News & Politics

U.S. Conservatives Host 'Pop-Up CPAC' with Hong Kong Protesters

U.S. Conservatives Host 'Pop-Up CPAC' with Hong Kong Protesters
Protesters carry U.S. flags and placards during a protest march in Hong Kong, Sunday, July 28, 2019. (AP Photo/Vincent Yu)

Leaders of the American Conservative Union (ACU), who put on the Conservative Political Action Conference (CPAC) right outside Washington, D.C. every year, teamed up with conservatives from Australia and Japan to host a “Pop-Up CPAC” with Hong Kong independence leader Andy Chan Ho-tin. The Americans, Australians, and Japanese expressed their support for the Hong Kong protests, which seek to protect Hong Kong residents from the Chinese Communist Party.

“ACU and CPAC have a long history of fighting communism and socialism and bringing students together,” ACU Chairman Matt Schlapp said in a statement. “We are disheartened that these skills are now needed desperately in Hong Kong.”

Schlapp and ACU Executive Director Dan Schneider joined partners from CPAC Australia (LibertyWorks) and CPAC Japan (Japanese Conservative Union) in a meeting with 28-year-old Hong Kong independence leader Andy Chan Ho-tin, who was arrested last week on his way to go speak at CPAC Japan. He delivered remarks by video, even though he was unable to attend the conference in person.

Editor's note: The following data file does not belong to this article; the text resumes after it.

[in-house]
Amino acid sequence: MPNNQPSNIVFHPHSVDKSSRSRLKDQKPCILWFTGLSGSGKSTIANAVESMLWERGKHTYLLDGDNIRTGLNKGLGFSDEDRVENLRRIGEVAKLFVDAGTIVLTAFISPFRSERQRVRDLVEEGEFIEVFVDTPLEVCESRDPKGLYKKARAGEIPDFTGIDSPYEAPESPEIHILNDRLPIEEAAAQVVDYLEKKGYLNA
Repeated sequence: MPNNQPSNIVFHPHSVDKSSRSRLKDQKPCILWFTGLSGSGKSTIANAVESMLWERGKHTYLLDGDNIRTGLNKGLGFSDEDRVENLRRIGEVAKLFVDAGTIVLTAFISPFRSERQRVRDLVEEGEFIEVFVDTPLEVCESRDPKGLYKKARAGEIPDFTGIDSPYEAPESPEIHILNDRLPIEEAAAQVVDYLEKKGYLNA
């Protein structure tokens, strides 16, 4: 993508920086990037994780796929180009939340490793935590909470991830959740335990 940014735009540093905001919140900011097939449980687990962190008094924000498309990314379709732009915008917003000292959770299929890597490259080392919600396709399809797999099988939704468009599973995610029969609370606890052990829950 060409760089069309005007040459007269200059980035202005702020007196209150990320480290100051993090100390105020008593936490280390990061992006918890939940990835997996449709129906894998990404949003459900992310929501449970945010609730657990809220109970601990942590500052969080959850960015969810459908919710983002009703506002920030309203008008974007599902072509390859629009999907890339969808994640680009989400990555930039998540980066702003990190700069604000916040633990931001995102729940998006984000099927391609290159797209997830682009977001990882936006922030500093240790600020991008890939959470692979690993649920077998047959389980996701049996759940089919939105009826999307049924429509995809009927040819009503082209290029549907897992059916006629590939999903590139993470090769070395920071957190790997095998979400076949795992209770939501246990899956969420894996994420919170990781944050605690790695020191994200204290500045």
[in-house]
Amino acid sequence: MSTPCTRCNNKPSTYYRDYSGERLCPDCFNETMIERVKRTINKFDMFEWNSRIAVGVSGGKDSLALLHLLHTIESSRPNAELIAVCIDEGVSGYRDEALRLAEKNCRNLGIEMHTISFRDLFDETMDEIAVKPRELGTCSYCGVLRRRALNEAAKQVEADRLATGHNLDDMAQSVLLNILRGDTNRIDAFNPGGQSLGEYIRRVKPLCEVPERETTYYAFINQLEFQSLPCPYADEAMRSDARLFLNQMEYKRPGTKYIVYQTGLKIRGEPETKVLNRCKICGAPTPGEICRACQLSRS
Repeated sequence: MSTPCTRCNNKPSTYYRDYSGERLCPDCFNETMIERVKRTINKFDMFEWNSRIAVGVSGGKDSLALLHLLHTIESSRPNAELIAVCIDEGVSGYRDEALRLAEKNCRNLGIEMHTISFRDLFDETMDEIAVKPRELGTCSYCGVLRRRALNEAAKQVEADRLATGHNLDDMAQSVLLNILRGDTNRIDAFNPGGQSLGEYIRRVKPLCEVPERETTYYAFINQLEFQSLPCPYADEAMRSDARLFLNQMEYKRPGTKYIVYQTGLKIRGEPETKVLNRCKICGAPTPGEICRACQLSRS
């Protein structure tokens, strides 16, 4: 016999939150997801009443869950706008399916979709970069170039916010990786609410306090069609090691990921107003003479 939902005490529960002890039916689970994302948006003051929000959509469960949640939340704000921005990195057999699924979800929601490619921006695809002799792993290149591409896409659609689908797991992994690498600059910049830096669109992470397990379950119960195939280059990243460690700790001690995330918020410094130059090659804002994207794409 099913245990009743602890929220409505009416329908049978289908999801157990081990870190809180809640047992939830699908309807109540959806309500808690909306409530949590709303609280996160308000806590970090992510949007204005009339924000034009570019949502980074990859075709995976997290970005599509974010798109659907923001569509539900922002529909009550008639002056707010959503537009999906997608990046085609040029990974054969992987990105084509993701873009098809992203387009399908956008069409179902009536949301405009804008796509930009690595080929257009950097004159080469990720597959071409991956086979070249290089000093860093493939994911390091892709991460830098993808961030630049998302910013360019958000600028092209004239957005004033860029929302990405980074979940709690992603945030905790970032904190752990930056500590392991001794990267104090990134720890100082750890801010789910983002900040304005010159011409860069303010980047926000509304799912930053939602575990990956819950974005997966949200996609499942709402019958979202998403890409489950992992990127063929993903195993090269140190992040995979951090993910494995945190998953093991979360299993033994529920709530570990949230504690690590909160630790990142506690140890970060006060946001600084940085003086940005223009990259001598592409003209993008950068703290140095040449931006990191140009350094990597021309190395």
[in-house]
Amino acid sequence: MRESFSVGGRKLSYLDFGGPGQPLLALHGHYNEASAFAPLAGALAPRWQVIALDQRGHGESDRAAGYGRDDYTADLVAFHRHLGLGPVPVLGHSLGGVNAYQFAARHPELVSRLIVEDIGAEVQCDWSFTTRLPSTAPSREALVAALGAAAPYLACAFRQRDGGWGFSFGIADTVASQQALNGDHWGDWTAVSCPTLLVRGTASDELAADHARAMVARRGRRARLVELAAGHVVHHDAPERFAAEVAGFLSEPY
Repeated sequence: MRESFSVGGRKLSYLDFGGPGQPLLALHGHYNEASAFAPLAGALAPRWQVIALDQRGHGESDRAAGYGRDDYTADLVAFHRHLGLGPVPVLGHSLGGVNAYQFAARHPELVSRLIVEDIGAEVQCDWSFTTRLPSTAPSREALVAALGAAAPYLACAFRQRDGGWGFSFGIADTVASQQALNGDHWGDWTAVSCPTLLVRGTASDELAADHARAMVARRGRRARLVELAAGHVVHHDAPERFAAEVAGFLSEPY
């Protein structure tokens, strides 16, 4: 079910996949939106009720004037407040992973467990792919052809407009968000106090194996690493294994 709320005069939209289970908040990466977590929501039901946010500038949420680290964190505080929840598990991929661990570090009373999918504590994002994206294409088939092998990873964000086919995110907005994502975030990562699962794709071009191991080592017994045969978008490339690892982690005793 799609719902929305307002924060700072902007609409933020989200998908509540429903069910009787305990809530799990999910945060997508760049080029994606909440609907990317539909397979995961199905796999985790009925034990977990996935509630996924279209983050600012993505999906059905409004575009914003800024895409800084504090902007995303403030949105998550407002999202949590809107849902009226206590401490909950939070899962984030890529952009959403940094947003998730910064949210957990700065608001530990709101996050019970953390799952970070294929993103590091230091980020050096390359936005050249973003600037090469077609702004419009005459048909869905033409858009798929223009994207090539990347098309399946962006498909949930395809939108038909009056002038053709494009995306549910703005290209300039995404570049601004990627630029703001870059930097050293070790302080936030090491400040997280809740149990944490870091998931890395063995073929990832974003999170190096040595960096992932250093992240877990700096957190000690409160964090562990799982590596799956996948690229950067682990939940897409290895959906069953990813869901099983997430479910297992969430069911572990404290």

Since Chan could not go to CPAC in person, CPAC came to him! Schlapp and Schneider met with protesters along with business leaders and attorneys representing students who had been detained by the authorities.

“Hong Kong is at the epicenter of the battle between freedom and authoritarianism,” Schneider said in a statement.  “ACU was created for this battle and we are in direct support of those who are the tip of the spear in this fight.”

Schneider stood with protesters, saying the ACU supports people exercising “the rights God has given them.”

Chan thanked the American conservatives for their concern about Hong Kong’s freedom.

Chan is a founding member and the conveyor of the Hong Kong National Party, the first party to advocate for Hong Kong independence. In 2016, his candidacy for the Legislative Council was disqualified due to his support for Hong Kong’s independence from communist China.

Chan sent this message to CPAC Japan. “The situation in Hong Kong is dire,” he says in the video, noting that he has been arrested twice. “It is time for us to end communism. It is time for all of us to join the revolution.” He urged people to recognize that “China’s regime is a Nazi regime.”

Follow Tyler O’Neil, the author of this article, on Twitter at @Tyler2ONeil.

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